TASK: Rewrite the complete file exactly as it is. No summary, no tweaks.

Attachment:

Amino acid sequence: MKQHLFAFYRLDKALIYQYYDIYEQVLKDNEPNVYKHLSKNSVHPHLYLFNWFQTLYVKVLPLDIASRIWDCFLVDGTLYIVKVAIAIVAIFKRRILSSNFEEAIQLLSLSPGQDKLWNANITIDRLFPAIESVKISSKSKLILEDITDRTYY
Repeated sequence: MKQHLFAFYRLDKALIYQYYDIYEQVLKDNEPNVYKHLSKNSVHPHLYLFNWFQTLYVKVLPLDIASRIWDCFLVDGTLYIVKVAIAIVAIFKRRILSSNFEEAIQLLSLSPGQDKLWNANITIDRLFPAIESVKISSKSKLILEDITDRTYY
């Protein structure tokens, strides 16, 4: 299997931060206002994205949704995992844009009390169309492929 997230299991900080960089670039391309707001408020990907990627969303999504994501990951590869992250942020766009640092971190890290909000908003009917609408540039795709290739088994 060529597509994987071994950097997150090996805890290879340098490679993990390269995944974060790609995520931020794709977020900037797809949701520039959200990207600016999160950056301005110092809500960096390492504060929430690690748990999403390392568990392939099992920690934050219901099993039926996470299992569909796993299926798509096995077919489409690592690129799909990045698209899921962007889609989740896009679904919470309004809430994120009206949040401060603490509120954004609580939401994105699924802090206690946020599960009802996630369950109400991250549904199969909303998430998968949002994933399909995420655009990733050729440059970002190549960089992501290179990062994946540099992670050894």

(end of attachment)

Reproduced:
Amino acid sequence: MKQHLFAFYRLDKALIYQYYDIYEQVLKDNEPNVYKHLSKNSVHPHLYLFNWFQTLYVKVLPLDIASRIWDCFLVDGTLYIVKVAIAIVAIFKRRILSSNFEEAIQLLSLSPGQDKLWNANITIDRLFPAIESVKISSKSKLILEDITDRTYY
Repeated sequence: MKQHLFAFYRLDKALIYQYYDIYEQVLKDNEPNVYKHLSKNSVHPHLYLFNWFQTLYVKVLPLDIASRIWDCFLVDGTLYIVKVAIAIVAIFKRRILSSNFEEAIQLLSLSPGQDKLWNANITIDRLFPAIESVKISSKSKLILEDITDRTYY
């Protein structure tokens, strides 16, 4: 299997931060206002994205949704995992844009009390169309492929 997230299991900080960089670039391309707001408020990907990627969303999504994501990951590869992250942020766009640092971190890290909000908003009917609408540039795709290739088994 060529597509994987071994950097997150090996805890290879340098490679993990390269995944974060790609995520931020794709977020900037797809949701520039959200990207600016999160950056301005110092809500960096390492504060929430690690748990999403390392568990392939099992920690934050219901099993039926996470299992569909796993299926798509096995077919489409690592690129799909990045698209899921962007889609989740896009679904919470309004809430994120009206949040401060603490509120954004609580939401994105699924802090206690946020599960009802996630369950109400991250549904199969909303998430998968949002994933399909995420655009990733050729440059970002190549960089992501290179990062994946540099992670050894």